“Why am I doing this?” I asked the Man I Married as we fastened the backseat seatbelt around my new bundle of joy.
“Isn’t knitting enough?” I continued. “Why take this on, too? What am I thinking? Clearly I’m not thinking.”
MIM knew better than to answer. He squeezed my hand and let me wind myself down.
The orifice hook rattled against the strapped-in spinning wheel as we pulled out of the cul-de-sac far from home. The bobbins clattered on their Lazy Kate—which should be called a Clever Kate—a wooden stand on which the bobbins perch and spin while yarn is plied (when two or more individual strands are wound together to make a stronger, thicker yarn). This one was a step-up from my improvised and borrowed Lazy Kate: a shoebox punctured with shish kabob skewers, on which hung cardboard toilet paper rolls.
If I thought spinning my own yarn would be a cost-saving exercise, it would depend on whether I factored in the labor cost. In my first spinning wheel class, I spun seven feet of bad yarn in two hours, or not even three-quarters of an inch per minute. Practicing at home, I got even worse; the yarn kept snapping off and I’d spun no yarn at all after an hour of practicing my sailor’s vocabulary.
Now I needed to factor in the cost of my very own spinning wheel. My rented wheel was due back soon to my teacher, but I wasn’t done with experimenting with S&M (spinning and masochism). I found a secondhand, modern spinning wheel to purchase from a woman who had the good sense to get rid of it and spend her time more productively, like, say, binge-watching the entire 98-episode run of Gilligan’s Island, plus the three movie sequels.
When I tell people I’m spinning, they picture me mad-pedaling on a stationary bike. Not a pretty picture and highly unlikely, though it would be the wiser choice. Though hand-spinning is supposed to be relaxing and meditative, my heartrate spikes sky high because I’m so anxious, and I concentrate so hard I forget to breathe, so they’re not far off. But hand-spinning yarn well into the 21st century seems just as farfetched.
How did I get here? If there is a mold, I don’t seem to fit it. I don’t read fantasy novels and don’t attend Renaissance fairs; I have no desire to glorify the times before Cheetos and Swiffers.
Now a member of AARP, I’m starting this unhandicraft late in the game. Most knitters and spinners are lifelong practicers of literal kink and flushing time. Think of all they could have accomplished over the years if they’d simply trotted down to Woolworth’s to grab a cheap, already-wound ball of synthetic yarn—which will remain fresh as a daisy adorning zombies after the apocalypse—in colors that don’t exist in nature, like my own grandmother did.
On the other hand, I love castles and drink gallons of tea. Though I learned most of my knitting skills from YouTube, the modern classroom, I don’t have cell phone apps or video streaming or GPS or use Uber, and I don’t have Alexa to yell at (I have a juvenile delinquent for that), so perhaps it’s not that unlikely that I’m moving backward as far as technology goes.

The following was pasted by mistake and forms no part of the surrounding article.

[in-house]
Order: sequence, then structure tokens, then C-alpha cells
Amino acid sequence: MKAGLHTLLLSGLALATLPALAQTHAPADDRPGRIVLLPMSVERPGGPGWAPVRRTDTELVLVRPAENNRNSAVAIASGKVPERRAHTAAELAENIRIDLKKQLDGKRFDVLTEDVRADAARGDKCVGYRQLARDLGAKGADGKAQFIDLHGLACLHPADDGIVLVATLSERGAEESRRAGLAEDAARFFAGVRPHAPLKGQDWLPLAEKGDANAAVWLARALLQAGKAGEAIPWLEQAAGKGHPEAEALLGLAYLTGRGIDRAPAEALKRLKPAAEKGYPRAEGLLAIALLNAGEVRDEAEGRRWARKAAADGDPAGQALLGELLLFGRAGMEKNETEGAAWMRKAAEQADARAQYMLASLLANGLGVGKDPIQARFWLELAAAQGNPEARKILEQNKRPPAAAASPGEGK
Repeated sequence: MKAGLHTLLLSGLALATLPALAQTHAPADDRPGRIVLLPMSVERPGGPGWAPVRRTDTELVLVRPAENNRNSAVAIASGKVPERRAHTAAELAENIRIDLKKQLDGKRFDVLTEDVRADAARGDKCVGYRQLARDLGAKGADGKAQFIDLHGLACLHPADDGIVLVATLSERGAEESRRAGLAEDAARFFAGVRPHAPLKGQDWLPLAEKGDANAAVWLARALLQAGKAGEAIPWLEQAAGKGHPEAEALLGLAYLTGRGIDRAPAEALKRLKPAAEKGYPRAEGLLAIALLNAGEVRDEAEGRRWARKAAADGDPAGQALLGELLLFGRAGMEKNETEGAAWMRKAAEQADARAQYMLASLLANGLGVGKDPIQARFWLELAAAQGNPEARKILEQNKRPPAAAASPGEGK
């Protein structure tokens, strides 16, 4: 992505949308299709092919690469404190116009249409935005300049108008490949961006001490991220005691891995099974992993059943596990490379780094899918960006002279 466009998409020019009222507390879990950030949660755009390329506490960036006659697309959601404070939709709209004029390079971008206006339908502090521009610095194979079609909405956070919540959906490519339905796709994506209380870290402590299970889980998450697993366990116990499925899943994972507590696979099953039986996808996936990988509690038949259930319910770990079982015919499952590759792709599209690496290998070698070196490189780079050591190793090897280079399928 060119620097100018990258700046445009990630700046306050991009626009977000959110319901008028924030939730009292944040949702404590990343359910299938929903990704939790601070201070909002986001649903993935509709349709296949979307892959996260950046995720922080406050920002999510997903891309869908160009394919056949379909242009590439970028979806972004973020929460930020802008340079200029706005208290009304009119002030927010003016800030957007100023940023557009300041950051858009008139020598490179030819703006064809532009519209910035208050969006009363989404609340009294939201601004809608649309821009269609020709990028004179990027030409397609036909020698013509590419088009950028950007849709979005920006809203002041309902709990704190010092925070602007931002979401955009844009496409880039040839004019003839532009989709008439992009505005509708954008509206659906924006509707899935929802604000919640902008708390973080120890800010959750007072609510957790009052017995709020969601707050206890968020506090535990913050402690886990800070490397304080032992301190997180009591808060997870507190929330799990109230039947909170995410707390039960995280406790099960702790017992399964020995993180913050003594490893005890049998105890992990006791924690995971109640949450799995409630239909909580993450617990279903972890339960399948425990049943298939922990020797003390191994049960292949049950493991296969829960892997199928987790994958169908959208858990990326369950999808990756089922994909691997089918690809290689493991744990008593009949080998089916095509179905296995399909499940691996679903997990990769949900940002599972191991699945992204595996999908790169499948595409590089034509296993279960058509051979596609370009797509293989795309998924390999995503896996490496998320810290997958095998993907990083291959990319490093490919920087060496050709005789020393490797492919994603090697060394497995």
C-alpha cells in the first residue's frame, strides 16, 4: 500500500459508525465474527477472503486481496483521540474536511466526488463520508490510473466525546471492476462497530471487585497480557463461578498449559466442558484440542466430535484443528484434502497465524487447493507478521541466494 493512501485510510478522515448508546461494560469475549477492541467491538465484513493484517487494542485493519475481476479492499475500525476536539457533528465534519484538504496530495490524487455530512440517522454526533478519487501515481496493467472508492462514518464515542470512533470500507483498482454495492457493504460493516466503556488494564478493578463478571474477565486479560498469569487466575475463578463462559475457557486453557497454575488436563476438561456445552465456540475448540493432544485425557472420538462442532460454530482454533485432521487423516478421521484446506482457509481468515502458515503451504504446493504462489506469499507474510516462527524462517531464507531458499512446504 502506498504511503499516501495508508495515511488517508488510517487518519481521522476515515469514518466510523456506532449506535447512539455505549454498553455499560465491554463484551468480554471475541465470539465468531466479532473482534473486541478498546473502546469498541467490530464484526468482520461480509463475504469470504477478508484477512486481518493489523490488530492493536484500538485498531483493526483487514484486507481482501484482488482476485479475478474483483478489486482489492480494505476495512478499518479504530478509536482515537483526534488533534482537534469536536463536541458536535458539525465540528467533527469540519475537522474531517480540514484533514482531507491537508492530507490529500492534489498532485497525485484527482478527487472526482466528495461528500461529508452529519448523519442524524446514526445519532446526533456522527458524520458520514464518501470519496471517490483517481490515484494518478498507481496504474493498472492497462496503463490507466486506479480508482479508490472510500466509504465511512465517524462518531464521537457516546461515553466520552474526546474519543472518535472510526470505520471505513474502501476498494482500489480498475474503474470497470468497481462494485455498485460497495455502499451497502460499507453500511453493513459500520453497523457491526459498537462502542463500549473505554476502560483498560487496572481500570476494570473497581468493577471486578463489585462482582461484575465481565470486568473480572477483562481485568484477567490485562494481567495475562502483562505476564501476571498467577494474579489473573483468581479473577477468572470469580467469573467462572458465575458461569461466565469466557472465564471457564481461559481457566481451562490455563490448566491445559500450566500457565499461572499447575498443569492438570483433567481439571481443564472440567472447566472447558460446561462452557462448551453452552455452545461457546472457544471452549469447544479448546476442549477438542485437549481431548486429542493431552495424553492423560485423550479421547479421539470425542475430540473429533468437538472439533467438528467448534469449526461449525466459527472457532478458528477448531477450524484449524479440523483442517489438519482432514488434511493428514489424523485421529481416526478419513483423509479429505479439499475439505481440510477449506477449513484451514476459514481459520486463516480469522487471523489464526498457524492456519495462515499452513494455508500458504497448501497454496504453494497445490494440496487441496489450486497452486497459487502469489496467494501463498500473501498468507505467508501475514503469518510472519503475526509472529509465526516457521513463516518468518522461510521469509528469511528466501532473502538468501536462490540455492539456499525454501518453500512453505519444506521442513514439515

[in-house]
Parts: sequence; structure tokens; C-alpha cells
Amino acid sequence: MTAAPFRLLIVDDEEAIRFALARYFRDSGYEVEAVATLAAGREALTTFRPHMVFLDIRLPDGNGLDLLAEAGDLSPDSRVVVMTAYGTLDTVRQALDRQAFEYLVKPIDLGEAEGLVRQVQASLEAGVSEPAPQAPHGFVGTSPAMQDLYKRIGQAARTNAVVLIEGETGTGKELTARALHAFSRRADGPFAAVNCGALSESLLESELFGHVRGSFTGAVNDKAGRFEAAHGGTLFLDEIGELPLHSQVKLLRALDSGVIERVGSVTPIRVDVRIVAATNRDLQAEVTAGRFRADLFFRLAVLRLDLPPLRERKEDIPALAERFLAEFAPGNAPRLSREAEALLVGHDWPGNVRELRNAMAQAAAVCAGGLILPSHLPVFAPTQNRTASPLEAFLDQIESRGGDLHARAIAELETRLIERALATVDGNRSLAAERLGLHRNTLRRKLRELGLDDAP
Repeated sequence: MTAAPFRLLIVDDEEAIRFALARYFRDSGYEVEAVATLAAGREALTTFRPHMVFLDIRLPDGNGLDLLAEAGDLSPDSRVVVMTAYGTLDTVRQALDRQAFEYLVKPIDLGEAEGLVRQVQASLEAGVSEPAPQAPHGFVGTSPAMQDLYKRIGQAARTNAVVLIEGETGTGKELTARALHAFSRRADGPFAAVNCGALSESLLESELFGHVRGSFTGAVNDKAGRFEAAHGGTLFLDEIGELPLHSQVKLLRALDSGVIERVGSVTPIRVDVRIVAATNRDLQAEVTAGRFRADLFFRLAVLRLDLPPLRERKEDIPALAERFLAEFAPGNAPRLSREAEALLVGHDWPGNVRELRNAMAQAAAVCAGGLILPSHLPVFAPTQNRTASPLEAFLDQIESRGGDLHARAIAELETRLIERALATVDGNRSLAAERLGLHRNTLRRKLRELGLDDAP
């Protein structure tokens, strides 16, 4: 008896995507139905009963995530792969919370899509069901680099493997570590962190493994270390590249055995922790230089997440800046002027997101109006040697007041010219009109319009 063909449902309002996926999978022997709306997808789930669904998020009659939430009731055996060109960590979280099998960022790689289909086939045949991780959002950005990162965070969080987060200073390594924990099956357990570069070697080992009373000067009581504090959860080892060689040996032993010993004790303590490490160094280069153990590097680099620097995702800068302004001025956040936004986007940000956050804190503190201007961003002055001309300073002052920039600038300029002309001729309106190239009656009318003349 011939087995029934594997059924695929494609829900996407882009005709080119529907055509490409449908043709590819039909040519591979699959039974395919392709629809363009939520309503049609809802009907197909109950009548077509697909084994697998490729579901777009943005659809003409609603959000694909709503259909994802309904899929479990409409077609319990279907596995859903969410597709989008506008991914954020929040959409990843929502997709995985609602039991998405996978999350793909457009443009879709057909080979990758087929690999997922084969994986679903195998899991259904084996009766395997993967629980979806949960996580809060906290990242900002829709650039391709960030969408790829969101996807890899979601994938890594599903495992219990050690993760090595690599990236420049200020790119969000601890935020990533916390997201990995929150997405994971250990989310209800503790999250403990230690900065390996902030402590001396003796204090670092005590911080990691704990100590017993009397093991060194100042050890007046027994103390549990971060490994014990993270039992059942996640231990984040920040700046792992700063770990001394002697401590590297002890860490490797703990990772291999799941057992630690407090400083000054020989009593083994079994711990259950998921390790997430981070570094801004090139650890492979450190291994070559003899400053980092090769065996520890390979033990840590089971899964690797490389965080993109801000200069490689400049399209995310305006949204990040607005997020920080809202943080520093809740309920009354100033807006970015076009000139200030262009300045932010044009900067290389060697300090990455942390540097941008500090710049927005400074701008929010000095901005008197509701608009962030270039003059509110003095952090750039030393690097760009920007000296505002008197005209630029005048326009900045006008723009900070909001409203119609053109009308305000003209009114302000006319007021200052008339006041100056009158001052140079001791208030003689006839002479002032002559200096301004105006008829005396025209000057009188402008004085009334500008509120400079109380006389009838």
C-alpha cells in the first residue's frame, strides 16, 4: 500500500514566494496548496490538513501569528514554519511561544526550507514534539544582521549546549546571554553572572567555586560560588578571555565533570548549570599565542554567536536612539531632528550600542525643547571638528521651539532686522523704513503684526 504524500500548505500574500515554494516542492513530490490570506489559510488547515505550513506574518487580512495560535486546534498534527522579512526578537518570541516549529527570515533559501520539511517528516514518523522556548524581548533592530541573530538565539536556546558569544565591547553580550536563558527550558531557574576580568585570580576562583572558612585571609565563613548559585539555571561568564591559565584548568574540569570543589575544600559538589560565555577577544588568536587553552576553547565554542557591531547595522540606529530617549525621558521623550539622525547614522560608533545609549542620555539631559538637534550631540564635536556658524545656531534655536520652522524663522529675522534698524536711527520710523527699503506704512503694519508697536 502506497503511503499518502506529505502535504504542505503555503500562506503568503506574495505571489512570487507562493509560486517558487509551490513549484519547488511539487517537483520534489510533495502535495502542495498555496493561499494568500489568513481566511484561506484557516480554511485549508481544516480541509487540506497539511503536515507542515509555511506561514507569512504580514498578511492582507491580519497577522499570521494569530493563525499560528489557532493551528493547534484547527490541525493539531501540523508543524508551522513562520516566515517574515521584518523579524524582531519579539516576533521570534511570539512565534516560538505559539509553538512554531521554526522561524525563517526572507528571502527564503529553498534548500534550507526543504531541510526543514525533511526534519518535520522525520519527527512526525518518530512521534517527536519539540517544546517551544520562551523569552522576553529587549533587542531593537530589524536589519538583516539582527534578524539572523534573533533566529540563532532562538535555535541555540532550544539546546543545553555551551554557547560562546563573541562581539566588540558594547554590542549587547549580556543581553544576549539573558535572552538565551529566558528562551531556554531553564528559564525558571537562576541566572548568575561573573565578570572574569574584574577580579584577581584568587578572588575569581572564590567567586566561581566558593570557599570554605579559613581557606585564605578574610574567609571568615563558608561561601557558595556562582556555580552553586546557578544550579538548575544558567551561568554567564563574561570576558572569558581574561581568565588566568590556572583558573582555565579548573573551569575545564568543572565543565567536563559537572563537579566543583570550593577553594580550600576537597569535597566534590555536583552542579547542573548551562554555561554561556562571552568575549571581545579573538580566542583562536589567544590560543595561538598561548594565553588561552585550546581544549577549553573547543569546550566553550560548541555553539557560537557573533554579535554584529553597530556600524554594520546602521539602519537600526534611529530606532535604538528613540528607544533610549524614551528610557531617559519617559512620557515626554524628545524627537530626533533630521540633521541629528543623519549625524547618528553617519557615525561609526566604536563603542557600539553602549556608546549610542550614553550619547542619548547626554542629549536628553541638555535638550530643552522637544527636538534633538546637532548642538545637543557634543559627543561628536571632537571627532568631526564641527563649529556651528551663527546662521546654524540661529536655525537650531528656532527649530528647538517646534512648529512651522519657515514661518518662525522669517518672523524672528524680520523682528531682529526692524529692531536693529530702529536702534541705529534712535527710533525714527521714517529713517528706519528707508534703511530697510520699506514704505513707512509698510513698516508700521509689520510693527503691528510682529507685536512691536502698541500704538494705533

And as I discovered at the fiber festival, turns out I look an awful lot like other yarn fanatics: women who clearly don’t have a subscription to Vogue and might guess that Bieber is a breed of sheep. They are likelier to pluck rabbits rather than their own eyebrows and dye yarn rather than their own hair. My tribe, at last. It was inevitable that I would come full circle to spinning my own yarn as well as knitting it.
Far better to spin my wheels over insignificant strands rather than holding my breath over the next dimwitted misdeed of the juvenile delinquent.
Despite the modern, utilitarian wheel itself, with no beautifully lathed spokes, my spinning wheel in the backseat was all sharp elbows and knees. I turned around frequently to check on it on the drive home. It rocked and clanked and did not seem to take kindly to the move.
Despite my lack of success at this craft thus far, surely it would be easier than the gyrations of mothering a boy who’d gone through a revolving door of multiple families before ours. We’d taken a similar ride home over a decade ago with him on his booster seat, strapped into the backseat as we drove him out of a faraway cul-de-sac and to his new home with us.
The previous owner of my wheel had neglected it for a long while and left the drive band stretched to capacity; this plastic cord that makes the wheel spin would have to be replaced. But the maker is out of business, so I can’t swap it out for a new one. I’ll be working with a droopy cord until MIM can figure out one of his miraculous duct-tape fixes.
I know what it’s like to be wound tight to the point of breaking for too long, never to snap back to original shape (like the waistband of my gym shorts).
And sometimes you just can’t go back and fix what came before your good intentions swirled in. You make do.
Our attempts with our son seem to be as fruitless and stressful as my attempts to spin yarn. But I’ll keep trying. You never know if the yarn will break, or if, with persistence, it will become a unique, three-ply yarn much stronger wound together than the individual strands on their own.